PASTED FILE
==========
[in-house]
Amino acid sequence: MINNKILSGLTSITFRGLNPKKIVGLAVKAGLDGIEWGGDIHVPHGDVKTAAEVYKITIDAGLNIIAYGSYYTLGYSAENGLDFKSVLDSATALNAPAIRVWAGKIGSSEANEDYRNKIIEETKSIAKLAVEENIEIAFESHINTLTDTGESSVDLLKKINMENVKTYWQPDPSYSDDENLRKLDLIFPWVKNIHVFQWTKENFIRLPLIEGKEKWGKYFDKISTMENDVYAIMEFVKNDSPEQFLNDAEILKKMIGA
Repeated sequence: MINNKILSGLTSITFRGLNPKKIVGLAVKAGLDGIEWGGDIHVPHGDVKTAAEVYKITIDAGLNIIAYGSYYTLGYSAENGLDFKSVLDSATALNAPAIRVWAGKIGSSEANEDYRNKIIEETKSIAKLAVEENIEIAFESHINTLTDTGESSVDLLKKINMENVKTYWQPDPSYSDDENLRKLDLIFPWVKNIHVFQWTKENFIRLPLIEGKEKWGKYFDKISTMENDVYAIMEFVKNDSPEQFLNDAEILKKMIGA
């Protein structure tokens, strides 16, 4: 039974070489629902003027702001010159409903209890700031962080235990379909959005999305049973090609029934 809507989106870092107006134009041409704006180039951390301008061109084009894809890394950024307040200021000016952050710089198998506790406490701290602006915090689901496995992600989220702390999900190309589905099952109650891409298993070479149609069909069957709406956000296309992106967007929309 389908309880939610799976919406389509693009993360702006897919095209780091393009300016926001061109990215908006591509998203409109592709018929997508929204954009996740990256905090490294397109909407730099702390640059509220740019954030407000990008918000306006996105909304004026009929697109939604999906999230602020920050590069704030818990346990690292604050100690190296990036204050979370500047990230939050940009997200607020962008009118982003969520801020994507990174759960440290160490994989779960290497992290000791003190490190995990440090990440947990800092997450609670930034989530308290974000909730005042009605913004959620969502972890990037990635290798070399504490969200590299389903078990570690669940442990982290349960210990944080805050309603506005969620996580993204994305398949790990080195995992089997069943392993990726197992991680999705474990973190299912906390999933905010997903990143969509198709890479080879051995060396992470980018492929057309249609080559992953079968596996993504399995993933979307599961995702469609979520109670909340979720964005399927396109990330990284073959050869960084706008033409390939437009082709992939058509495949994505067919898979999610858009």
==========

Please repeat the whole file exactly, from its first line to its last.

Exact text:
[in-house]
Amino acid sequence: MINNKILSGLTSITFRGLNPKKIVGLAVKAGLDGIEWGGDIHVPHGDVKTAAEVYKITIDAGLNIIAYGSYYTLGYSAENGLDFKSVLDSATALNAPAIRVWAGKIGSSEANEDYRNKIIEETKSIAKLAVEENIEIAFESHINTLTDTGESSVDLLKKINMENVKTYWQPDPSYSDDENLRKLDLIFPWVKNIHVFQWTKENFIRLPLIEGKEKWGKYFDKISTMENDVYAIMEFVKNDSPEQFLNDAEILKKMIGA
Repeated sequence: MINNKILSGLTSITFRGLNPKKIVGLAVKAGLDGIEWGGDIHVPHGDVKTAAEVYKITIDAGLNIIAYGSYYTLGYSAENGLDFKSVLDSATALNAPAIRVWAGKIGSSEANEDYRNKIIEETKSIAKLAVEENIEIAFESHINTLTDTGESSVDLLKKINMENVKTYWQPDPSYSDDENLRKLDLIFPWVKNIHVFQWTKENFIRLPLIEGKEKWGKYFDKISTMENDVYAIMEFVKNDSPEQFLNDAEILKKMIGA
């Protein structure tokens, strides 16, 4: 039974070489629902003027702001010159409903209890700031962080235990379909959005999305049973090609029934 809507989106870092107006134009041409704006180039951390301008061109084009894809890394950024307040200021000016952050710089198998506790406490701290602006915090689901496995992600989220702390999900190309589905099952109650891409298993070479149609069909069957709406956000296309992106967007929309 389908309880939610799976919406389509693009993360702006897919095209780091393009300016926001061109990215908006591509998203409109592709018929997508929204954009996740990256905090490294397109909407730099702390640059509220740019954030407000990008918000306006996105909304004026009929697109939604999906999230602020920050590069704030818990346990690292604050100690190296990036204050979370500047990230939050940009997200607020962008009118982003969520801020994507990174759960440290160490994989779960290497992290000791003190490190995990440090990440947990800092997450609670930034989530308290974000909730005042009605913004959620969502972890990037990635290798070399504490969200590299389903078990570690669940442990982290349960210990944080805050309603506005969620996580993204994305398949790990080195995992089997069943392993990726197992991680999705474990973190299912906390999933905010997903990143969509198709890479080879051995060396992470980018492929057309249609080559992953079968596996993504399995993933979307599961995702469609979520109670909340979720964005399927396109990330990284073959050869960084706008033409390939437009082709992939058509495949994505067919898979999610858009």